Given the appropriate medical treatment and time, many occupational injuries heal, and workers may return to their jobs. Sometimes, however, employees’ injuries may continue to cause pain and limitations, despite having reached their maximal level of improvement. This may leave injured workers not only struggling with the emotional and physical pain of their injuries but also dealing with concerns about how they will provide for themselves and their families.
Workers whose conditions are unlikely to improve within the next year and have left them unable to return to work without limitations may receive permanent disability benefits. Based on factors such as the extent of their disabilities, permanent disability benefits are monetary payments made regularly to injured employees over a specified number of weeks or for the rest of their lives.
Permanent disability rating
When injured workers’ conditions plateau without full recovery, their treating physicians may complete a report that describes the permanent limitations resulting from their injuries. Based on these findings, the state’s Workers’ Compensation Commission issues a rating for injured employees’ impairment levels. Expressed as a percentage, the rating plugs into a formula, which also accounts for workers’ occupations and ages, to determine the amount of permanent disability benefits they may receive.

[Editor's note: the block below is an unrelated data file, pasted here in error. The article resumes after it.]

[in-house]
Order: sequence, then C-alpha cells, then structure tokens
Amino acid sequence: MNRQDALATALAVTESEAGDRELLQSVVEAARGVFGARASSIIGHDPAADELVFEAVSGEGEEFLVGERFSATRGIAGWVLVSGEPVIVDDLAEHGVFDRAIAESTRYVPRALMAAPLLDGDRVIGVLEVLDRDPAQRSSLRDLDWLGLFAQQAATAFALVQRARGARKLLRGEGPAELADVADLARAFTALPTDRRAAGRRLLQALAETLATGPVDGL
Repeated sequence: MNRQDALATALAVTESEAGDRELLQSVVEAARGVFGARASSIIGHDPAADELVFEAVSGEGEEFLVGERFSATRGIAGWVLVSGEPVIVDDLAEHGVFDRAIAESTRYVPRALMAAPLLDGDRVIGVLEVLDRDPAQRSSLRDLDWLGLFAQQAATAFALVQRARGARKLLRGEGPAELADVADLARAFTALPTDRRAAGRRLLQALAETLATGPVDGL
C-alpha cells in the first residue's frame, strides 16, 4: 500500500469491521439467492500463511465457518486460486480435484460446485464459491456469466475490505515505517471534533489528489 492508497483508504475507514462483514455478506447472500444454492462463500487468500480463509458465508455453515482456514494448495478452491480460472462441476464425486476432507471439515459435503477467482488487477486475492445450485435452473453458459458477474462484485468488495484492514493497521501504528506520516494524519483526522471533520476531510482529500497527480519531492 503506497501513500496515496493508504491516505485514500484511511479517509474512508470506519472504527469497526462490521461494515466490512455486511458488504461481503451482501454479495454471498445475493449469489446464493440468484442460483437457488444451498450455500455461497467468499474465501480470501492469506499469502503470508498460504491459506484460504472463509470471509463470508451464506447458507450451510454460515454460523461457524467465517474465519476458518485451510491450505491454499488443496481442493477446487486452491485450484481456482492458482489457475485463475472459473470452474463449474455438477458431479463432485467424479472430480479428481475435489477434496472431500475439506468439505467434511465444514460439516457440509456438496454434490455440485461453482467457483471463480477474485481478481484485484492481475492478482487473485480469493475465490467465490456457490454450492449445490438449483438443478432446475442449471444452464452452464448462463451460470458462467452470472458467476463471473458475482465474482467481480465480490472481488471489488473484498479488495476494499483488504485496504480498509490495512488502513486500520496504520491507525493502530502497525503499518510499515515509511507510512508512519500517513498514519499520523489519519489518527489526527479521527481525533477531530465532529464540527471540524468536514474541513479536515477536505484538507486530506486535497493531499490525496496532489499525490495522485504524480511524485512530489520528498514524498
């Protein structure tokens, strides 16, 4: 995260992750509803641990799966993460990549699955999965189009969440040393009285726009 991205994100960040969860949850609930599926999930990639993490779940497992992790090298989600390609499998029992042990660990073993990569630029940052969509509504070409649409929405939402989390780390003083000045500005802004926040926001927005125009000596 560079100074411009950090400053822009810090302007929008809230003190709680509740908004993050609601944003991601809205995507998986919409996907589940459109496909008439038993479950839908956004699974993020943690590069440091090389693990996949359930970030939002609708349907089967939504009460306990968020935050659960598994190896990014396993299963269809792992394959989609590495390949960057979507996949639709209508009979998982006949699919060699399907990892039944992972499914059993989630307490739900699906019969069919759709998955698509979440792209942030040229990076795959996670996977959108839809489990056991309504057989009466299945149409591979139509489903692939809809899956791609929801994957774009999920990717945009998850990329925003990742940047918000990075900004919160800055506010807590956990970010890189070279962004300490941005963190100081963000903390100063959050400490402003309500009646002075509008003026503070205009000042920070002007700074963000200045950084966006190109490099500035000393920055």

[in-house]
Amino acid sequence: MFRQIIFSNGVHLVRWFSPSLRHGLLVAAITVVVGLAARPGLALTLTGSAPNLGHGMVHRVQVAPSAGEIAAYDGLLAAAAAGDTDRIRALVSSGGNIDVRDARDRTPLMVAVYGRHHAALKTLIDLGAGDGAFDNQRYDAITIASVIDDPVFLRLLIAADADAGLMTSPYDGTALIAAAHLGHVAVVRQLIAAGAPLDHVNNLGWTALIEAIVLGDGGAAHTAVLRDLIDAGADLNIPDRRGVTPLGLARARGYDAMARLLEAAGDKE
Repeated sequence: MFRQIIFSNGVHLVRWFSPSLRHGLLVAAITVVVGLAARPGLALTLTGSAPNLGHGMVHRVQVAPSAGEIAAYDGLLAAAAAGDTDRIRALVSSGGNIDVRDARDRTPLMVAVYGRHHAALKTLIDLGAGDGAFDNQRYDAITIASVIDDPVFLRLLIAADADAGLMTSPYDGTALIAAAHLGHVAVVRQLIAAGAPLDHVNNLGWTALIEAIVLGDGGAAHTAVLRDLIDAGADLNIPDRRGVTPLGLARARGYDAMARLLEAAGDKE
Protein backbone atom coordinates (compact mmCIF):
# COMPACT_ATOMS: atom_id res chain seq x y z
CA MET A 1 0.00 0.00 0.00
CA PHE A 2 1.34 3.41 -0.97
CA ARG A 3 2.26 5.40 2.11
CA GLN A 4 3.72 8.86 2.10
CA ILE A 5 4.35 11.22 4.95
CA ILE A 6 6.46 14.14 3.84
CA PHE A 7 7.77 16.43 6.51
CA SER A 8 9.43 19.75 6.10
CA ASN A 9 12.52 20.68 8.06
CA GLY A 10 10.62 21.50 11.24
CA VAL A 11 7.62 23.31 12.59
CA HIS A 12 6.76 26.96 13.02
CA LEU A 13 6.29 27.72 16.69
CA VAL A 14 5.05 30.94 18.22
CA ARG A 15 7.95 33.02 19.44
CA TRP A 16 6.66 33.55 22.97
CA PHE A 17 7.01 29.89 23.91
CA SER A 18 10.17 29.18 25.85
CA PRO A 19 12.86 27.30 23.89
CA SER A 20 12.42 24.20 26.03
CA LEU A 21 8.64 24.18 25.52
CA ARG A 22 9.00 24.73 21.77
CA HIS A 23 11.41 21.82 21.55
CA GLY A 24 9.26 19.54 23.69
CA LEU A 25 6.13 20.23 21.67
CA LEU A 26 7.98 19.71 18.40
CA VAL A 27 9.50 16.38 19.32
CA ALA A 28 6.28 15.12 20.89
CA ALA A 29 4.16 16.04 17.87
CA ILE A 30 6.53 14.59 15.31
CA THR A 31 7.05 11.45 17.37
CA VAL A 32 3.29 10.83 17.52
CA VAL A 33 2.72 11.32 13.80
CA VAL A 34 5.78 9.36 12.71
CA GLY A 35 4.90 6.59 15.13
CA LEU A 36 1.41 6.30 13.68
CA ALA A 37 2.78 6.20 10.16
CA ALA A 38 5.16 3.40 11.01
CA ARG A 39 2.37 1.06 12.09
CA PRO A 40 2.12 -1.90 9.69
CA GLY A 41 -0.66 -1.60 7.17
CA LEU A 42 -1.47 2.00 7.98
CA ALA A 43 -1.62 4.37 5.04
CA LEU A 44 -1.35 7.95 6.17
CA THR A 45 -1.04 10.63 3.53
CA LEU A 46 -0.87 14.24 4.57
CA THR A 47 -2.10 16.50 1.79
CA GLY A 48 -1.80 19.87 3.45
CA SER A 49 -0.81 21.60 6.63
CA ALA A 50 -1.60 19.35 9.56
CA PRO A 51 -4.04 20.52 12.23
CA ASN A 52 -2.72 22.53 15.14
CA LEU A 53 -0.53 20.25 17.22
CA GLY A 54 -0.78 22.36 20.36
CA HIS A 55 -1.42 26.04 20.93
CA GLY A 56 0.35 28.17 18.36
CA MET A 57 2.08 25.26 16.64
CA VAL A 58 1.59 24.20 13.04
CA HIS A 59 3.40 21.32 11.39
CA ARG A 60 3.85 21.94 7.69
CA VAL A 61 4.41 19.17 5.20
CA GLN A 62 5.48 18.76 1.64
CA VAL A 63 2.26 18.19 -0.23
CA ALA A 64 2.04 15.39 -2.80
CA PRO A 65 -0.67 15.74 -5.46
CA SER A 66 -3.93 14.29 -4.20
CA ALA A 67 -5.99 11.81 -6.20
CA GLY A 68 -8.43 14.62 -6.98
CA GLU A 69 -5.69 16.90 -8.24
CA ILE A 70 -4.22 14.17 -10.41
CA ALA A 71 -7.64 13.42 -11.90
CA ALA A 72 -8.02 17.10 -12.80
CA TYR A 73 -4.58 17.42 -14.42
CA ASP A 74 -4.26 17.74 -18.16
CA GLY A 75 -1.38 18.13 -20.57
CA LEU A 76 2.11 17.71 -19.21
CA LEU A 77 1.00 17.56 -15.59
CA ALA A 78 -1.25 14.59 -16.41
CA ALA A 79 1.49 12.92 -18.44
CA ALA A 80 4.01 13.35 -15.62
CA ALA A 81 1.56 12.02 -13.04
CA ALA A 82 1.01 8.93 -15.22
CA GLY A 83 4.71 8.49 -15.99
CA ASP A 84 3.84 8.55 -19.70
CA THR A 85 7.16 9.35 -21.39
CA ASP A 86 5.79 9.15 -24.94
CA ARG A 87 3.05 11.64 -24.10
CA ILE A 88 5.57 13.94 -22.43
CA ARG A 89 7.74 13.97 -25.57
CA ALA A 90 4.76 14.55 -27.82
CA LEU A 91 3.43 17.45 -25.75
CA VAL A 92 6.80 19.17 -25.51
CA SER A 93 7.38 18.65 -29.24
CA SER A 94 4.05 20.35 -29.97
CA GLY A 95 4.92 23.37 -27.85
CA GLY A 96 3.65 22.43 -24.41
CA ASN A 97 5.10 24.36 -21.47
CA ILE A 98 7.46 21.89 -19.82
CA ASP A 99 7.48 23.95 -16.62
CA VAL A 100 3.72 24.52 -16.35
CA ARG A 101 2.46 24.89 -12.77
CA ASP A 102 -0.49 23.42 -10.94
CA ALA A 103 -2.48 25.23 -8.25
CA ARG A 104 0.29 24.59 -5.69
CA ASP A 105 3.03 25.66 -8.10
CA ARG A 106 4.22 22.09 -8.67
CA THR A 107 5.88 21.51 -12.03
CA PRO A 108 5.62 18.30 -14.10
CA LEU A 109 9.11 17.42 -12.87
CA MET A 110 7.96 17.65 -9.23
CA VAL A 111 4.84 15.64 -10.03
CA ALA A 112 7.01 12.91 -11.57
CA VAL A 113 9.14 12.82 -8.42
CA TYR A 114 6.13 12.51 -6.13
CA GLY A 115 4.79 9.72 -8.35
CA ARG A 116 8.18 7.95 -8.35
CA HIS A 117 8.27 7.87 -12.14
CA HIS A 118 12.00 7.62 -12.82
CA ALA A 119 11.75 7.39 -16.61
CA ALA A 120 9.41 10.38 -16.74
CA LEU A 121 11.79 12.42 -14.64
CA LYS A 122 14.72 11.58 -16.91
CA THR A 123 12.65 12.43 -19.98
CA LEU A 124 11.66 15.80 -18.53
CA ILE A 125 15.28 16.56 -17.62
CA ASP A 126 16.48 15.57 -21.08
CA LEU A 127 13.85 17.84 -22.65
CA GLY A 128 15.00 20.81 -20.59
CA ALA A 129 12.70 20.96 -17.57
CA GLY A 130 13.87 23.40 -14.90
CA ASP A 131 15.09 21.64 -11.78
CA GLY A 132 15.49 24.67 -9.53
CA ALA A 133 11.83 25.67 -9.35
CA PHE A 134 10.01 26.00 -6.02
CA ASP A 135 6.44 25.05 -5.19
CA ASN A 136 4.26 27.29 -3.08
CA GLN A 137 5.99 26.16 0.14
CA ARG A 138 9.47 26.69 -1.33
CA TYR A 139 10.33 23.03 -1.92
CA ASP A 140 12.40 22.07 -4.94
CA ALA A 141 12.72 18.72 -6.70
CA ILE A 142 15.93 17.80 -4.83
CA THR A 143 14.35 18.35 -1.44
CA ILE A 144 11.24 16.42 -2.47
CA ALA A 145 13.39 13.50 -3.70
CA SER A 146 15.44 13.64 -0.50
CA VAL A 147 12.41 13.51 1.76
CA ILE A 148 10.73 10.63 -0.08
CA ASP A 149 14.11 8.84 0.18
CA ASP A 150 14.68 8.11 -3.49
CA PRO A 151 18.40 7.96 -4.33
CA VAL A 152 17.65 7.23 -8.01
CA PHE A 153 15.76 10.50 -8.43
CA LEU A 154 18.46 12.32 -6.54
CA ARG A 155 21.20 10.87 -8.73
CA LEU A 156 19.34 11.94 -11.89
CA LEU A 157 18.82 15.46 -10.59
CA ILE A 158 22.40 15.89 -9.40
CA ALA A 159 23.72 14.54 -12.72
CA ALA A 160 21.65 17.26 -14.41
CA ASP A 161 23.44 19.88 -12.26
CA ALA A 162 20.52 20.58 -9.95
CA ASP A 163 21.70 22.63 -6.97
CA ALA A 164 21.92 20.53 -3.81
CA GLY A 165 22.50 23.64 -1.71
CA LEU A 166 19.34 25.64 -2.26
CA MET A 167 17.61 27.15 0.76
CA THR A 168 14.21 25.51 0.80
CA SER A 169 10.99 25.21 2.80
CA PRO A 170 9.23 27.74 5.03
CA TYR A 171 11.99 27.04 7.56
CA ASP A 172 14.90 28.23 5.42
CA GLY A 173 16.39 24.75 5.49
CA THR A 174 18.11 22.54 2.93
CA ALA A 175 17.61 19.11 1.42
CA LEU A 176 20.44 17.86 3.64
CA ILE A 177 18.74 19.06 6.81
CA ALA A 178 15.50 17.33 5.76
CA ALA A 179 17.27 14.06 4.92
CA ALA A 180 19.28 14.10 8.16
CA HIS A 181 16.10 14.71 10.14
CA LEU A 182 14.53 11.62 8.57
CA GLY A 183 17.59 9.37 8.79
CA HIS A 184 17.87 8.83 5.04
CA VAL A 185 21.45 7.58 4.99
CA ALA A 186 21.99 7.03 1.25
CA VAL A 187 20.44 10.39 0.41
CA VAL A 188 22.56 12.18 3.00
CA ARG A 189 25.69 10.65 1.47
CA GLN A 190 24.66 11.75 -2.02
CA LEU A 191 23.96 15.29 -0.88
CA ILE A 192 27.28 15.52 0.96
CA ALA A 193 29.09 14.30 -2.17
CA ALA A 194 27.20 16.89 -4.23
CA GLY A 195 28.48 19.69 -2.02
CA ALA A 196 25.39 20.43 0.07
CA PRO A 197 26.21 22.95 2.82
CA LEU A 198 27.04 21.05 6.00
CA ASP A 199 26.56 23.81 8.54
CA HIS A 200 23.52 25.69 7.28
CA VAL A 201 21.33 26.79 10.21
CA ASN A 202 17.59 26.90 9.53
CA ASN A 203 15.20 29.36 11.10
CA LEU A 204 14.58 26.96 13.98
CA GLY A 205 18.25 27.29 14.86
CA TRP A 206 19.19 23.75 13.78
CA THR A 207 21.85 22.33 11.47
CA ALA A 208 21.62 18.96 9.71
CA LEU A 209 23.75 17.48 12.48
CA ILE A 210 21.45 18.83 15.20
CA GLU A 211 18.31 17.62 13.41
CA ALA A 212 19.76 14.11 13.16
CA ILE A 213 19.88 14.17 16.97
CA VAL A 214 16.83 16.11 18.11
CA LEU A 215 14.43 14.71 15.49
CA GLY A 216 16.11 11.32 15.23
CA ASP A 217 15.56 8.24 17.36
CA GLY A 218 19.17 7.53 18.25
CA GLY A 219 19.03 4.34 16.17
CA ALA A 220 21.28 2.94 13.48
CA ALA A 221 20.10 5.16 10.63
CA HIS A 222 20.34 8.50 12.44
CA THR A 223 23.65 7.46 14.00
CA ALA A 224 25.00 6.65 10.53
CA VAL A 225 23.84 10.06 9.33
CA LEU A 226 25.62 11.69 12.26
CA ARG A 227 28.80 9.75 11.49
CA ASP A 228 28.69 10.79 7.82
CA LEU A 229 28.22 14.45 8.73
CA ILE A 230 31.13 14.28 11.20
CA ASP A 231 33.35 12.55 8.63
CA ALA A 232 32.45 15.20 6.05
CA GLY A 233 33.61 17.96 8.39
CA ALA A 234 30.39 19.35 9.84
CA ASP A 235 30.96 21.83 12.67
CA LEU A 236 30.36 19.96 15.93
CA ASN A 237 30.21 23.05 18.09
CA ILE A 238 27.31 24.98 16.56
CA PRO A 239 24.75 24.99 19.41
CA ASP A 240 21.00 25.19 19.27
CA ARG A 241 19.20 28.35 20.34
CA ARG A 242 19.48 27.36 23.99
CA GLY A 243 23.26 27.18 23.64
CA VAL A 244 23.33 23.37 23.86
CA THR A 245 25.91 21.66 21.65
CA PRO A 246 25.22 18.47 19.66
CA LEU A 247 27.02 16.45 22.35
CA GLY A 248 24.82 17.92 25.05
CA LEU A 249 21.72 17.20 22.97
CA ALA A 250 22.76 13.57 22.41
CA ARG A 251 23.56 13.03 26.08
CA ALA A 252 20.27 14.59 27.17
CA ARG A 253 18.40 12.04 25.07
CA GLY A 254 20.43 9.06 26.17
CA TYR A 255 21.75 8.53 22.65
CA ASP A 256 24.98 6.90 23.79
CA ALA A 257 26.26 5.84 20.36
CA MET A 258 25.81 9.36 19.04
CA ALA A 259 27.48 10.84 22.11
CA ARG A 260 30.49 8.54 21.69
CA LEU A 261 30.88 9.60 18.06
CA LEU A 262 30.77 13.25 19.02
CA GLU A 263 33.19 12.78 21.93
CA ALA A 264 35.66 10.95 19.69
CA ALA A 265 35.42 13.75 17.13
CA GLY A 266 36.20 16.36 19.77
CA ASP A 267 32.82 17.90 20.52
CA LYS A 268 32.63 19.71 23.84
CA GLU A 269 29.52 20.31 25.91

Ratings of 1 to 99% fall under the category of permanent partial disability, while a rating of 100% qualifies as a permanent total disability. Workers injured on or after Jan. 1, 2019, may receive between $160 and $290 for permanent partial disability benefits for ratings of between 1 and 99%. Total permanent disability benefits pay two-thirds of employees’ average weekly wages prior to their injuries, adjusting annually for increases in the state average weekly wage.
Supplemental job displacement
Injured workers left with a permanent partial disability may be eligible to receive a supplemental job displacement benefit. This voucher helps pay for skill enhancement, educational retraining or both to aid those left unable to return to their former occupations as a result of work-related injuries to transition to new professions. The supplemental job displacement benefit is only available to injured workers whose employers did not offer them alternative, modified or regular work within 60 days of receiving their Physician’s Return-to-Work & Voucher Reports.